The modern Leeds Tetley marks its third birthday

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In its hey day the Tetley brewery employed more than 1,000 people and during the 1980s was the world’s largest producer of cask ales.

But after nearly 200 years, operations were moved to other Carlsberg sites and the Leeds brewery closed in 2011.

Tetley's Brewery in the 1950s.

Tetley's Brewery in the 1950s.

By the following year the brewery had been demolished.
However, the old headquarters were saved and it became a centre for contemporary arts, embracing heritage but giving it a modern twist.

It was hoped that by the end of its third year, The Tetley might have welcomed in the region of 100, 000 visitors.

But, before the third anniversary falls on Wednesday, the project has tripled that prediction – with 330,000 visitors passing through the doors since it opened as a fit for purpose, public building.

Through its programme of contemporary art, exhibitions and events The Tetley has supported the work of more than 170 artists, seen over 8,000 people take part in family events every year and supported over 50 artists develop skills in delivering education events for both primary school children and teenagers.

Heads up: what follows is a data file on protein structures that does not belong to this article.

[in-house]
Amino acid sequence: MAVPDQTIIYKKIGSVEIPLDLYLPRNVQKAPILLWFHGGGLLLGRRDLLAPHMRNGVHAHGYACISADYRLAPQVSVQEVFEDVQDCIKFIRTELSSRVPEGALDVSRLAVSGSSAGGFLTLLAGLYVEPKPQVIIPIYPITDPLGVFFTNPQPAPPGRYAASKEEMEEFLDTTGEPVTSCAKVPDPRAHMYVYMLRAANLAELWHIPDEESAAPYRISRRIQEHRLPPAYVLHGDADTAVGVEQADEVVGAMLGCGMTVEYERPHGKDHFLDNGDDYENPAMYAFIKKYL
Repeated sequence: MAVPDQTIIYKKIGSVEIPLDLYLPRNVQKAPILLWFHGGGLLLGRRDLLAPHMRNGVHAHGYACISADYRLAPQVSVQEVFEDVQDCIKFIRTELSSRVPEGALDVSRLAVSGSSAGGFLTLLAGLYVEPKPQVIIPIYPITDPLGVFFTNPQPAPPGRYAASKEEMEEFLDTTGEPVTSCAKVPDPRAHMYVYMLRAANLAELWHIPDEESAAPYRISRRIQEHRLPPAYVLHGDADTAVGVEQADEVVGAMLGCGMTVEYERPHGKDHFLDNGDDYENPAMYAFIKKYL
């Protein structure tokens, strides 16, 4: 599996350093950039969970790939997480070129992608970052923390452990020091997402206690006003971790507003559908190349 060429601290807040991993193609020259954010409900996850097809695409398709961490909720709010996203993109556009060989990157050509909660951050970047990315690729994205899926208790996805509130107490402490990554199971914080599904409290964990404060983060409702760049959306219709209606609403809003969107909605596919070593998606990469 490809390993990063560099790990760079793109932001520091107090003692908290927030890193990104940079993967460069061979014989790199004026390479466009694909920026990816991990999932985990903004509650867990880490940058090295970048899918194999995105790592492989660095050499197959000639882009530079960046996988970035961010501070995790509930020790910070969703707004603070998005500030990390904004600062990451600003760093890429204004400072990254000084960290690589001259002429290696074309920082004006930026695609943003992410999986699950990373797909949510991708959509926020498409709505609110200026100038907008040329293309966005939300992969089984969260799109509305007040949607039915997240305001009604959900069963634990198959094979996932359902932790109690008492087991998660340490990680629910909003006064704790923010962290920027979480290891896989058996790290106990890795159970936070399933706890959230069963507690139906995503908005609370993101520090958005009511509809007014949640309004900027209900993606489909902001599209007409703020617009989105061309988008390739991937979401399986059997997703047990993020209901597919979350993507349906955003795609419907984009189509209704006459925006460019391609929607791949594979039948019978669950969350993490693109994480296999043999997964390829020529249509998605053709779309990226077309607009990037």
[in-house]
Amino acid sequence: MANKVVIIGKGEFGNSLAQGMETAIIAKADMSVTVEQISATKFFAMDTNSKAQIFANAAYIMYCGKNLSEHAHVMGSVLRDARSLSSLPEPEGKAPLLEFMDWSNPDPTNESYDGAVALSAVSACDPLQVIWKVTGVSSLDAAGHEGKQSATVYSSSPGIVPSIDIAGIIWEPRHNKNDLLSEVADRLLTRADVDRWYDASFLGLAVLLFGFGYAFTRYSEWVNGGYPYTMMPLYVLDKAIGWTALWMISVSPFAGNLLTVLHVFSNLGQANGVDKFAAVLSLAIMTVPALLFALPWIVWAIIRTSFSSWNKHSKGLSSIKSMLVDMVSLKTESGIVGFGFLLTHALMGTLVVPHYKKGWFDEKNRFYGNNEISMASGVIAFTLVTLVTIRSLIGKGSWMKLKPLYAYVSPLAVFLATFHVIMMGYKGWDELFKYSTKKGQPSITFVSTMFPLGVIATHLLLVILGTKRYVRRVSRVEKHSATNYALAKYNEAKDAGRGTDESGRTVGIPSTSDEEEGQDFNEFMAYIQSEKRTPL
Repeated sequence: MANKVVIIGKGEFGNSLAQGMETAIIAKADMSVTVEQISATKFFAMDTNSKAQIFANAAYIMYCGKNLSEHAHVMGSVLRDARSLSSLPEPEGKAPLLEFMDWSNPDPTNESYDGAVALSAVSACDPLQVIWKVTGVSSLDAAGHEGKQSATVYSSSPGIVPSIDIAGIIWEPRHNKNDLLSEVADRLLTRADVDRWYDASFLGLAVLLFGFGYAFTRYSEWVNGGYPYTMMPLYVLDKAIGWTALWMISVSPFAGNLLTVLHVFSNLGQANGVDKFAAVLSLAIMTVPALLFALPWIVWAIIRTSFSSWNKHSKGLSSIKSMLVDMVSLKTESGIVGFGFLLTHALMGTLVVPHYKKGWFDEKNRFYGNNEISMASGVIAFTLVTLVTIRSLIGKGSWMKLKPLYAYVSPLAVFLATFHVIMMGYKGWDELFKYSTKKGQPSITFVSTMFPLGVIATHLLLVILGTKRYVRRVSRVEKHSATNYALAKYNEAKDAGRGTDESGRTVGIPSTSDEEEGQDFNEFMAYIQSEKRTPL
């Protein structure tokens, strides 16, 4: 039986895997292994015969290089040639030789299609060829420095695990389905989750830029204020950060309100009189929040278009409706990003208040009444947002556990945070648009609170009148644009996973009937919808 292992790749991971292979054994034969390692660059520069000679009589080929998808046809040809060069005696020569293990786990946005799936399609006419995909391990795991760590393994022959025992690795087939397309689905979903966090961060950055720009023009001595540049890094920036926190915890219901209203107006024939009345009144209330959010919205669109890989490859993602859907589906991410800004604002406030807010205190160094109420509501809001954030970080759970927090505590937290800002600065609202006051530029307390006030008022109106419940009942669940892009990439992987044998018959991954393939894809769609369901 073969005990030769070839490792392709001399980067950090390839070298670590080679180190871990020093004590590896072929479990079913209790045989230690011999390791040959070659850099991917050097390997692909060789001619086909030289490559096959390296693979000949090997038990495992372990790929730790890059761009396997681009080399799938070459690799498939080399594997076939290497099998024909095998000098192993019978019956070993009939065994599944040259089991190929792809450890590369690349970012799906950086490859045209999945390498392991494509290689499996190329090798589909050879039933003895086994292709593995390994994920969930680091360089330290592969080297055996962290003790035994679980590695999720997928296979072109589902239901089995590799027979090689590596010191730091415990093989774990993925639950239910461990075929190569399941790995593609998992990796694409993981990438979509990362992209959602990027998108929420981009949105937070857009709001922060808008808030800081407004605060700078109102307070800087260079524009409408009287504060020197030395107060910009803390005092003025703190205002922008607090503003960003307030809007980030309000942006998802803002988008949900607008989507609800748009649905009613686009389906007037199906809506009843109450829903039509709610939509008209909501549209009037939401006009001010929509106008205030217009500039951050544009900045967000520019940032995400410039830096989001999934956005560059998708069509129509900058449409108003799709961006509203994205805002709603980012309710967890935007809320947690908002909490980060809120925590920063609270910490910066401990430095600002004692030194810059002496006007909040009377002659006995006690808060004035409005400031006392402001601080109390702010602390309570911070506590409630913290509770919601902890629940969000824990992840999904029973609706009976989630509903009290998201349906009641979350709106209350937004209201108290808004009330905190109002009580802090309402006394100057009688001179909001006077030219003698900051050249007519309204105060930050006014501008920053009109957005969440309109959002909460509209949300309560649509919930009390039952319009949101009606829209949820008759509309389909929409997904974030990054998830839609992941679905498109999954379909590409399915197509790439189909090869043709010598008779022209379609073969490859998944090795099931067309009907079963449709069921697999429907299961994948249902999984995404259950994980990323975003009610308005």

Tetley Brewery Leeds 1933.

Tetley Brewery Leeds 1933.

At a special birthday bash on Wednesday there will be performances and speeches, rum cocktails courtesy of Appleton Estate, a birthday cake courtesy of Street Lane Bakery, and music until late. Project Space Leeds, an arts charity which runs The Tetley, will also announce details of its 2017 programme including a new partnership that will bring new work from South Asia to The Tetley.

The programme also includes “These books were alive they spoke to me”, a two month exhibition of printed matter and performance works by Barcelona-based artist Dora Garcia.

And the 20th International Contemporary Artists’ Book Fair, the longest-running outside of London, is at the attraction for two days on March 4 and 5.

In addition, London-based artist Jessie Flood­-Paddock brings her work to Leeds, as does celebrated 20th century sculptor Kenneth Armitage from May.

The wider Tetley site could eventually hold 1,635 new homes, making it one of the city’s largest and most expansive urban housing schemes. Last year it was sold by the then owners, Carlsberg UK, for an undisclosed sum to Vastint, the property division of the IKEA group. The ambitious plans emerged earlier this year as an overall vision for development of the city centre.

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